Books by Thomas Kelly

EMPIRE RISING by Thomas Kelly
Released: Feb. 1, 2005

"Nevertheless, Kelly's mastery of narrative drive holds the attention, and few who start this white-hot novel will fail to finish it. "
The construction of the Empire State Building in 1930—a display of "the great industrial frenzy of America" in a time of Depression and Prohibition—forms the background for this savage urban melodrama. Read full book review >
THE RACKETS by Thomas Kelly
Released: June 1, 2001

"At its best, reminiscent of Richard Price and Nelson Algren, as well as the aforementioned Puzo; in its more generic moments, rather like an extended episode of NYPD Blue. Still, a rattling good read."
An absorbing, bleak urban melodrama about Manhattan politics and labor union intrigues, from the former sandhog, mayoral aide, and author of the smashing debut novel Payback (1997). Read full book review >
PAYBACK by Thomas Kelly
Released: Feb. 28, 1997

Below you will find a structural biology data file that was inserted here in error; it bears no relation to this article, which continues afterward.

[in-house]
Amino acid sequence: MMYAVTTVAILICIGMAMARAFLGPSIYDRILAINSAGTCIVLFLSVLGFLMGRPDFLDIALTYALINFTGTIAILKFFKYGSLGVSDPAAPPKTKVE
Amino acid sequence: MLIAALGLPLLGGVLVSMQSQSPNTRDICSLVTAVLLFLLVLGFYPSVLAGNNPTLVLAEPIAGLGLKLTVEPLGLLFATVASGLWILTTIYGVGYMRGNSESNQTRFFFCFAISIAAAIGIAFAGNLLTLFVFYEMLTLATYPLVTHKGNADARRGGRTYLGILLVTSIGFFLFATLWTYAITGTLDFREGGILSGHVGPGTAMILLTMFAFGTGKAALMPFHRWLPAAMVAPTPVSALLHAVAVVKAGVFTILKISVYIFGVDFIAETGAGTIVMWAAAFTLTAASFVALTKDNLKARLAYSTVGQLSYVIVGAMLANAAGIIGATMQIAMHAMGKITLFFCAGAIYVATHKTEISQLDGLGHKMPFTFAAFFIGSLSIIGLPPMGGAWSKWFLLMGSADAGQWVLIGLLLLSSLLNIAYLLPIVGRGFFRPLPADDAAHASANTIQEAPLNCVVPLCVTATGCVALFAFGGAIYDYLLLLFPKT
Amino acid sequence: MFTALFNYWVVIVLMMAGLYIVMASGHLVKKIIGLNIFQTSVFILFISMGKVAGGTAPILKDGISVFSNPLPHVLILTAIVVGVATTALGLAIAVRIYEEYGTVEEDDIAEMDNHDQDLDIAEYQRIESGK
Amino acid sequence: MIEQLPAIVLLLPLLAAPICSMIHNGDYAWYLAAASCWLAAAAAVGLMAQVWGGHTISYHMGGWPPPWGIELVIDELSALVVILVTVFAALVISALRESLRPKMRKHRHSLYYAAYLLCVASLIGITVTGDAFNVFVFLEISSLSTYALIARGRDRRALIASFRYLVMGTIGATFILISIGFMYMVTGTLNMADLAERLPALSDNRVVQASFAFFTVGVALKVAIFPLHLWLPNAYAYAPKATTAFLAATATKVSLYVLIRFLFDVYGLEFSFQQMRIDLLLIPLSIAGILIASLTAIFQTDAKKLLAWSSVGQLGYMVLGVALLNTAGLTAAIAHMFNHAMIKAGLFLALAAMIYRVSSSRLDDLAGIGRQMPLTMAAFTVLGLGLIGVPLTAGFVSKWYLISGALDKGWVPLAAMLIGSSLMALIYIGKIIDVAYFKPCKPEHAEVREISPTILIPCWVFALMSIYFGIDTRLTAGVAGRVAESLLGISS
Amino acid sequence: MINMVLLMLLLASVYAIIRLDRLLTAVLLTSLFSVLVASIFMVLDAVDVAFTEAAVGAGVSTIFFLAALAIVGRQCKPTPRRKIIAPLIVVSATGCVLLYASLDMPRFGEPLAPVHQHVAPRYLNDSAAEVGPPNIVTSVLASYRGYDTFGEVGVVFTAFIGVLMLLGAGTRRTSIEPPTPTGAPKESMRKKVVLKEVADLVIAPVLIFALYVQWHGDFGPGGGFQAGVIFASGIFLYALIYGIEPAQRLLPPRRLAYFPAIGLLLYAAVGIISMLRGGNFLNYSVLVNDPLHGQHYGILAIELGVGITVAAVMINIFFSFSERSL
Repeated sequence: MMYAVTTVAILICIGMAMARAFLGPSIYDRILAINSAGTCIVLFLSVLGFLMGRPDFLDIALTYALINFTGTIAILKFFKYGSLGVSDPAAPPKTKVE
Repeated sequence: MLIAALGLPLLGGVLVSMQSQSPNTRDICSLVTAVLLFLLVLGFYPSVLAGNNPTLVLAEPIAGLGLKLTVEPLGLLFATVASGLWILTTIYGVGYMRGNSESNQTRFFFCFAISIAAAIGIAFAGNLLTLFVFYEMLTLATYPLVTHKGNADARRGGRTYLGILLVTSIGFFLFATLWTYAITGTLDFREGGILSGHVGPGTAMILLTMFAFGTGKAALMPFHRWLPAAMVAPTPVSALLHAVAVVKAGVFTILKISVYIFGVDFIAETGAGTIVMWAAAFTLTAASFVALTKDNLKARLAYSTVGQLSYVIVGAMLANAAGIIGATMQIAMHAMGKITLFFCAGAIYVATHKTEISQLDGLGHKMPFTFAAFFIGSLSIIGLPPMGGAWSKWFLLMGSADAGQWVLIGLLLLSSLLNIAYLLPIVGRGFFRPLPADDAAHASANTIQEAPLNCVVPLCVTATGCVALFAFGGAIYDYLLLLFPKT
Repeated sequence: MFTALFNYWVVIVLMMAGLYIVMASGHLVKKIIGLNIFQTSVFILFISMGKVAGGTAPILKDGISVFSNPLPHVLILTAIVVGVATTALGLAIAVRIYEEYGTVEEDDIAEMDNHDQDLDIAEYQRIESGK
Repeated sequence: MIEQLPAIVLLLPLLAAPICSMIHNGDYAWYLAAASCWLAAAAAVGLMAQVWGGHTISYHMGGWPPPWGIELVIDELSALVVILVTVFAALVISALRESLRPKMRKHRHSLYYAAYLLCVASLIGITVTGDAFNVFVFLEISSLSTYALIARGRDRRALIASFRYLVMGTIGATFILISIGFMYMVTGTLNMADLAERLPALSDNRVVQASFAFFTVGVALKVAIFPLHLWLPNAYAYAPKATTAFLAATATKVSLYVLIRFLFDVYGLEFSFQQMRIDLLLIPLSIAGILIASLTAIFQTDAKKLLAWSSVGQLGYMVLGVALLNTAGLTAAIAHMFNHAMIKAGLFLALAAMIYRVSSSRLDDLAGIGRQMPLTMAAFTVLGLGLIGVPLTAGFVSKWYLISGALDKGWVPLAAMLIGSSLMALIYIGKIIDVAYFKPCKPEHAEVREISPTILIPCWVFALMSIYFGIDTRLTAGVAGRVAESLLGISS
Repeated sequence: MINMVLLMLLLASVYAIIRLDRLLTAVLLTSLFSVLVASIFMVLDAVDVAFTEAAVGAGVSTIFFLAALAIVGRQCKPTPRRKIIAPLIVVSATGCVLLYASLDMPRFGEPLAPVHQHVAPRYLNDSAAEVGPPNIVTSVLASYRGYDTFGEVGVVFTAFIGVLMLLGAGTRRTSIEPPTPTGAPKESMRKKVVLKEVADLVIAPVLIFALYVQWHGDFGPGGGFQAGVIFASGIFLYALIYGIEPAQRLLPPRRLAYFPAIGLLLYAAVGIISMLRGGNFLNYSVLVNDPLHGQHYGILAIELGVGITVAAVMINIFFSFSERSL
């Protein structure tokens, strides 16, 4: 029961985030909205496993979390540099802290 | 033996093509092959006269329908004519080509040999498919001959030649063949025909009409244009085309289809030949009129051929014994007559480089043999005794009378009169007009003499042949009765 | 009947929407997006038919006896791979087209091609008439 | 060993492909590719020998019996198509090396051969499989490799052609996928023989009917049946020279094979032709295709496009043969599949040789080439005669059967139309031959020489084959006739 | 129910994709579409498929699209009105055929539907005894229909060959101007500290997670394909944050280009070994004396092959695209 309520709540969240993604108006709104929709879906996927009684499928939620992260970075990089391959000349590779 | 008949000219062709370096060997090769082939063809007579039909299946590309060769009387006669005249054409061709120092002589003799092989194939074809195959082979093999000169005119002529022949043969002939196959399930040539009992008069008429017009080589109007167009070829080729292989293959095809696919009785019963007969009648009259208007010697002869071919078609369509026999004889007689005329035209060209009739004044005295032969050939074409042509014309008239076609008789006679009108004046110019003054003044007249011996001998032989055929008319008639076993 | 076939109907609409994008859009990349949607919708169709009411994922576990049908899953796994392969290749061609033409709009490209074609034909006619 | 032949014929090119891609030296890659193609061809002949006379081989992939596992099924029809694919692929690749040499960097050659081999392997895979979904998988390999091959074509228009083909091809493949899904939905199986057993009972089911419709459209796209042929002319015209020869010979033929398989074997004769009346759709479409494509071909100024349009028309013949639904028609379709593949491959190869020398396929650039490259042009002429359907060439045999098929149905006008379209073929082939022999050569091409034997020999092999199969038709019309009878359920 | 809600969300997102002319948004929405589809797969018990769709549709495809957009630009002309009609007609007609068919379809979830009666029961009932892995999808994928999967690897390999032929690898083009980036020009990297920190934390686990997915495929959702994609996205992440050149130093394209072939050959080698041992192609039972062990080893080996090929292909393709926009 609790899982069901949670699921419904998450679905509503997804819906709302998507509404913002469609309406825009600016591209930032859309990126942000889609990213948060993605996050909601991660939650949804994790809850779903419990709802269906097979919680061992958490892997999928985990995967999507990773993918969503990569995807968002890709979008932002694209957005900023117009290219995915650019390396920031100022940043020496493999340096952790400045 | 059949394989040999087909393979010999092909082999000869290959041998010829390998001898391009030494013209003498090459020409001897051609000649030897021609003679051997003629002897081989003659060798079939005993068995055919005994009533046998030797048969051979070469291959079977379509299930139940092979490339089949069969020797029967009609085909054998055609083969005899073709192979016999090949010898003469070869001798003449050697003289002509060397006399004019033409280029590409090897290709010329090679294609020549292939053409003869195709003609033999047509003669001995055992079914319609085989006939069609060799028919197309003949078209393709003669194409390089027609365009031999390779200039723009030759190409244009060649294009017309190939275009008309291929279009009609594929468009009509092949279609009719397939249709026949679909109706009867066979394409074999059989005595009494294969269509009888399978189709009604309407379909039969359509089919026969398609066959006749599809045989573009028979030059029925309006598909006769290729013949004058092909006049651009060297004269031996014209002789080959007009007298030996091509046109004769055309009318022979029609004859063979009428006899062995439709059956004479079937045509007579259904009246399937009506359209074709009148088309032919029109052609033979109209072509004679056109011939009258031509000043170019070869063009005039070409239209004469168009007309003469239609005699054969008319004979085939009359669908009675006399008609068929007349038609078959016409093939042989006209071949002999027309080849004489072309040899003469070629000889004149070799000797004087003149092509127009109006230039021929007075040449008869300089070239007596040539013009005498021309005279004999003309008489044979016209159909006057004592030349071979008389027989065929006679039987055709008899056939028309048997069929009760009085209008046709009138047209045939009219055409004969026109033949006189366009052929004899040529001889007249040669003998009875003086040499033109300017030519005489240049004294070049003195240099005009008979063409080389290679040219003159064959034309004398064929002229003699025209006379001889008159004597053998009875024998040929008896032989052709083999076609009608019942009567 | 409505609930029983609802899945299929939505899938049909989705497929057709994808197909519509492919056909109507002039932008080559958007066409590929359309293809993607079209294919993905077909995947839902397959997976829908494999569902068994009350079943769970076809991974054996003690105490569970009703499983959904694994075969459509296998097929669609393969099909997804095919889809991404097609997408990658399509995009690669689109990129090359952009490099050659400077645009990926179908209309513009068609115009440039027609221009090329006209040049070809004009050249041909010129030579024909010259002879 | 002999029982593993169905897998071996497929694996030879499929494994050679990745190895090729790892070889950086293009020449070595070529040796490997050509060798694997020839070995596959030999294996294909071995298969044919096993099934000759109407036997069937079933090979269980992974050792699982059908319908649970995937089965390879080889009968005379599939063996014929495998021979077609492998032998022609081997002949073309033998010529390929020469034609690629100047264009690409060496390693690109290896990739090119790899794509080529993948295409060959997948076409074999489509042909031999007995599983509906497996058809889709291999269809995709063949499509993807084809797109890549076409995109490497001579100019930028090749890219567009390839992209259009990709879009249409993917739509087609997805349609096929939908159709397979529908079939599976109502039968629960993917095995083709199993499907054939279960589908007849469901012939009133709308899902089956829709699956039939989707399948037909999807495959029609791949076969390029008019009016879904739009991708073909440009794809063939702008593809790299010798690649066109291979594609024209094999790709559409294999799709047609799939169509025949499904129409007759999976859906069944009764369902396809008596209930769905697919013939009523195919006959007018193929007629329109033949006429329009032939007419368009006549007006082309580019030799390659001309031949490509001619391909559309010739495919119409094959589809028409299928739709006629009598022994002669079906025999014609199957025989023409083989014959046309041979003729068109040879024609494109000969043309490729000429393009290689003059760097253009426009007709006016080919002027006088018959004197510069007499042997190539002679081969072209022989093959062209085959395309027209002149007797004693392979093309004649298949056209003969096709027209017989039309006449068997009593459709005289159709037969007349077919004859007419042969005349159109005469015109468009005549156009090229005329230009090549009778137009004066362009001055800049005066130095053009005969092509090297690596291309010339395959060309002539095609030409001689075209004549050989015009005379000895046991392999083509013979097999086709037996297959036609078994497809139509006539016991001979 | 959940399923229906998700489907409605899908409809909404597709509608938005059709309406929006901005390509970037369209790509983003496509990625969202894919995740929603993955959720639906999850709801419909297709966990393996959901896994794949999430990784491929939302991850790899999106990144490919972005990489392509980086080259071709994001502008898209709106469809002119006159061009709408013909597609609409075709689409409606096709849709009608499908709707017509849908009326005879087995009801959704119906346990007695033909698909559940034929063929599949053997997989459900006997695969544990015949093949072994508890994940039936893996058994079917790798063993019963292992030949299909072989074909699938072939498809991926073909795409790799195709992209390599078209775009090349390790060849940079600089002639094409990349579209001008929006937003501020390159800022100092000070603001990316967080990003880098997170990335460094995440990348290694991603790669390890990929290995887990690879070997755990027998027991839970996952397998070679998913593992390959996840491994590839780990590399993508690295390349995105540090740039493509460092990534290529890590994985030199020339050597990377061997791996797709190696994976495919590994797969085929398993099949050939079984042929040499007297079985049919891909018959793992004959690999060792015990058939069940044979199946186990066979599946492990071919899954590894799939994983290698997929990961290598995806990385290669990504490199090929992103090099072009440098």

A powerful and assured first novel that is both a hard-edged noirish crime drama and a startling exploration of the complex ties of family and place. Paddy Adare, a former boxer, is a blithe enforcer for Jack Tierney's Irish mob headquartered in Manhattan's unforgiving Hell's Kitchen. It's the 1980s, and New York is enjoying a construction boom: Jack, Paddy, and their associates make a good living shaking down builders and manipulating unions. This new venture does not, of course, stop Jack from pursuing (in a bloody, sometimes inept manner) such enterprises as drug dealing and murder for hire. Billy, Paddy's younger brother, has by contrast managed to pull himself out of Hell's Kitchen, ignoring the appeal of the violent life: He has worked his way through college and has been accepted to law school. As the novel opens, he's putting in one last summer as a sandhog on Water Tunnel Number Three, the excavation of an immense tunnel eight hundred feet below ground, designed to bring water to New York City. The Adare patriarch died in an accident in the tunnel years before, and Billy views his time there as a way of reaffirming his roots and his family identity. The brother's paths cross when the repellent new contractor in charge of the project (a fanatic Reaganite) decides to break the sandhogs' union to lower his costs, calling on the services of the Mafia. The Mafia in turn subcontracts the work out to Tierney's mob, and Paddy is suddenly caught between family and business. An escalating series of betrayals and murders leads to a gripping showdown between Billy, Paddy, and a maddened Jack in an unfinished skyscraper. Kelly's criminals are vivid and convincing, as memorable as Elmore Leonard's or George Higgins's killers and hustlers. More importantly, his portrait of the last vestiges of Irish blue-collar life in New York is detailed and authoritative. A fresh, distinctive debut. (First printing of 75,000; author tour) Read full book review >